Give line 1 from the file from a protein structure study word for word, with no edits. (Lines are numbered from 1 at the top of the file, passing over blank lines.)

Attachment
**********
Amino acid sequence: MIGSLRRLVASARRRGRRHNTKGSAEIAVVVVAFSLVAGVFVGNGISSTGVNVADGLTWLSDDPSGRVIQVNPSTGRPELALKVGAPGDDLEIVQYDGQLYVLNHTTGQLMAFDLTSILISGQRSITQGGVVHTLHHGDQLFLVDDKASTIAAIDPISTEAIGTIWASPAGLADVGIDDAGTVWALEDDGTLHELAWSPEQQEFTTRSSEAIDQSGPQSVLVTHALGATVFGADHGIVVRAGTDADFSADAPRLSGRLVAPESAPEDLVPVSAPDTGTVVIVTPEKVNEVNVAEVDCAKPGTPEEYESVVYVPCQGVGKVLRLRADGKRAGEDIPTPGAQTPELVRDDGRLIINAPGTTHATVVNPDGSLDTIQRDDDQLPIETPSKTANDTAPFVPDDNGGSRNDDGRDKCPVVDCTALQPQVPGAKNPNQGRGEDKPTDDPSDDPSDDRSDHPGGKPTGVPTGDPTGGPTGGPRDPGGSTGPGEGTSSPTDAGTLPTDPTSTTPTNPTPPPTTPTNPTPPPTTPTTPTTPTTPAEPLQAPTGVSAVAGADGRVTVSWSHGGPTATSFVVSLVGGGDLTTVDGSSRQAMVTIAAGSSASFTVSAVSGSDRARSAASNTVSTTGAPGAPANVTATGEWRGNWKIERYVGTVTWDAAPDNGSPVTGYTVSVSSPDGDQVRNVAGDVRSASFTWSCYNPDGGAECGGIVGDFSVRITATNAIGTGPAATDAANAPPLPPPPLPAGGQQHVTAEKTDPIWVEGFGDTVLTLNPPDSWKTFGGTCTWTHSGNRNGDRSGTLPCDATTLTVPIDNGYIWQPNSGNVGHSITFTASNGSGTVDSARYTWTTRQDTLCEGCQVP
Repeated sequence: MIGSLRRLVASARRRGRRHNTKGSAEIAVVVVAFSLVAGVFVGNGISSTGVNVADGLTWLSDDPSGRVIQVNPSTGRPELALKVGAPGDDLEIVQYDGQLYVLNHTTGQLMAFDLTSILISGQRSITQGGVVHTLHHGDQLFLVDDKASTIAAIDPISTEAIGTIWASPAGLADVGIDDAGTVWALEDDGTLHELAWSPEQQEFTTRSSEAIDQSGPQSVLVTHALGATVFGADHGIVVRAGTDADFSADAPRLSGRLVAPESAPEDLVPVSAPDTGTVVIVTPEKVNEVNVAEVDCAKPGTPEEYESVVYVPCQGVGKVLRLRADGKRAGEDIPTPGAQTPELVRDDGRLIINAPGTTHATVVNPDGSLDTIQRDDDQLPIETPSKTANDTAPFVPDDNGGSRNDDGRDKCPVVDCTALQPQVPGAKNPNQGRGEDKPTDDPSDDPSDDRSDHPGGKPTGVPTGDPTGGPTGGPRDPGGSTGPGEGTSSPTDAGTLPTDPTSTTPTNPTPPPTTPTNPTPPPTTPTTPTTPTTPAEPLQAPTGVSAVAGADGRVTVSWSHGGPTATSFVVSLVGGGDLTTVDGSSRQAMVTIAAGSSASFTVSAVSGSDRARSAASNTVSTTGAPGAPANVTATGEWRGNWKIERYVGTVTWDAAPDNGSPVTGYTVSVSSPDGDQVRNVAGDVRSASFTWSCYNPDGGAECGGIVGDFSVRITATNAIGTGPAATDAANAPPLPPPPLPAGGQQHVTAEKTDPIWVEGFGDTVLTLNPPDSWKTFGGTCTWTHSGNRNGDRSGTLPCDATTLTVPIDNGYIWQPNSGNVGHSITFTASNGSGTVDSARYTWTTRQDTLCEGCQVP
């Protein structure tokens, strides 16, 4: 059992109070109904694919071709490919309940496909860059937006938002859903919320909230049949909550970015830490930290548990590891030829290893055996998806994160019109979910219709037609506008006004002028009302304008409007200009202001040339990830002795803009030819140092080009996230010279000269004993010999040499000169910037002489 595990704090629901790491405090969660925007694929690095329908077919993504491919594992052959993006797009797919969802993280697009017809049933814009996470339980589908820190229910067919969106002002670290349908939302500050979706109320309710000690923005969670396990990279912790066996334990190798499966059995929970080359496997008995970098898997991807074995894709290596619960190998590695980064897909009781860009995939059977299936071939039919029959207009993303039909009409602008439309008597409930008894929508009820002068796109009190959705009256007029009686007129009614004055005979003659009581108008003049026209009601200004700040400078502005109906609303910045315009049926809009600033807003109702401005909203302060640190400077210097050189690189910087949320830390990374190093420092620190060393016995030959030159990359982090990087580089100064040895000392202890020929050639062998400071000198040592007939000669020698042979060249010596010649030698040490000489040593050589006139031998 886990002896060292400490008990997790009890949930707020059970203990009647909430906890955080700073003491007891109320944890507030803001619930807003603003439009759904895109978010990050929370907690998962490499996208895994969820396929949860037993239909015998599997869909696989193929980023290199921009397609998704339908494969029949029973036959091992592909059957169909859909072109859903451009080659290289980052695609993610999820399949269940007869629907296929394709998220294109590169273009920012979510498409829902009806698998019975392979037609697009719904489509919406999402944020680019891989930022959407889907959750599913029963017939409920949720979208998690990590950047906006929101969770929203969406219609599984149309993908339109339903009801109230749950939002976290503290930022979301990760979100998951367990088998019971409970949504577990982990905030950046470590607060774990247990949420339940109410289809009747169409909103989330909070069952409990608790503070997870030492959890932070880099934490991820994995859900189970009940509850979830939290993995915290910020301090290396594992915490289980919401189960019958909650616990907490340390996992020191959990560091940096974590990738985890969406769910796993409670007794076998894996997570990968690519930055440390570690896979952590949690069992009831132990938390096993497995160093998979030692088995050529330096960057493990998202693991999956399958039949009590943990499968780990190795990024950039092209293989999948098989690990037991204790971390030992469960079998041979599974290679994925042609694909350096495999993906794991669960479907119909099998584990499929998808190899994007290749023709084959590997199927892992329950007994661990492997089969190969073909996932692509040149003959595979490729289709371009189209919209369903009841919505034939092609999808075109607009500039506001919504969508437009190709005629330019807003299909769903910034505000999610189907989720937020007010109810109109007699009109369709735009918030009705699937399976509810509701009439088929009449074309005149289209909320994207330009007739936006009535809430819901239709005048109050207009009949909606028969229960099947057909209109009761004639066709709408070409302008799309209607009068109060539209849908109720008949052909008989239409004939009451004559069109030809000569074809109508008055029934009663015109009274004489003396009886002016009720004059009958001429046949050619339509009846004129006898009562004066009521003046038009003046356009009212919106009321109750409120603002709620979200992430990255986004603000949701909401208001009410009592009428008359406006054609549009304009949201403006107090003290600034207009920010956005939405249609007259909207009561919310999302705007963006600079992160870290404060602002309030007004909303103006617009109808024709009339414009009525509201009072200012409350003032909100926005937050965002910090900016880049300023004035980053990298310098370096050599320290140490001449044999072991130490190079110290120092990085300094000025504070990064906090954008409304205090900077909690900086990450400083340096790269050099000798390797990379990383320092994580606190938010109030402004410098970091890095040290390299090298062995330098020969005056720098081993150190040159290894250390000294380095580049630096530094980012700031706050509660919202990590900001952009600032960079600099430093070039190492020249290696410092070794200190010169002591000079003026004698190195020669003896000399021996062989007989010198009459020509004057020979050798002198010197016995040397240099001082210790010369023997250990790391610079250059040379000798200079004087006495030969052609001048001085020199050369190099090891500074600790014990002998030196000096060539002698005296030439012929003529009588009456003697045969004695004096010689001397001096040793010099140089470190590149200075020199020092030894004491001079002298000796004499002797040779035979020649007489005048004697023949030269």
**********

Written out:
Amino acid sequence: MIGSLRRLVASARRRGRRHNTKGSAEIAVVVVAFSLVAGVFVGNGISSTGVNVADGLTWLSDDPSGRVIQVNPSTGRPELALKVGAPGDDLEIVQYDGQLYVLNHTTGQLMAFDLTSILISGQRSITQGGVVHTLHHGDQLFLVDDKASTIAAIDPISTEAIGTIWASPAGLADVGIDDAGTVWALEDDGTLHELAWSPEQQEFTTRSSEAIDQSGPQSVLVTHALGATVFGADHGIVVRAGTDADFSADAPRLSGRLVAPESAPEDLVPVSAPDTGTVVIVTPEKVNEVNVAEVDCAKPGTPEEYESVVYVPCQGVGKVLRLRADGKRAGEDIPTPGAQTPELVRDDGRLIINAPGTTHATVVNPDGSLDTIQRDDDQLPIETPSKTANDTAPFVPDDNGGSRNDDGRDKCPVVDCTALQPQVPGAKNPNQGRGEDKPTDDPSDDPSDDRSDHPGGKPTGVPTGDPTGGPTGGPRDPGGSTGPGEGTSSPTDAGTLPTDPTSTTPTNPTPPPTTPTNPTPPPTTPTTPTTPTTPAEPLQAPTGVSAVAGADGRVTVSWSHGGPTATSFVVSLVGGGDLTTVDGSSRQAMVTIAAGSSASFTVSAVSGSDRARSAASNTVSTTGAPGAPANVTATGEWRGNWKIERYVGTVTWDAAPDNGSPVTGYTVSVSSPDGDQVRNVAGDVRSASFTWSCYNPDGGAECGGIVGDFSVRITATNAIGTGPAATDAANAPPLPPPPLPAGGQQHVTAEKTDPIWVEGFGDTVLTLNPPDSWKTFGGTCTWTHSGNRNGDRSGTLPCDATTLTVPIDNGYIWQPNSGNVGHSITFTASNGSGTVDSARYTWTTRQDTLCEGCQVP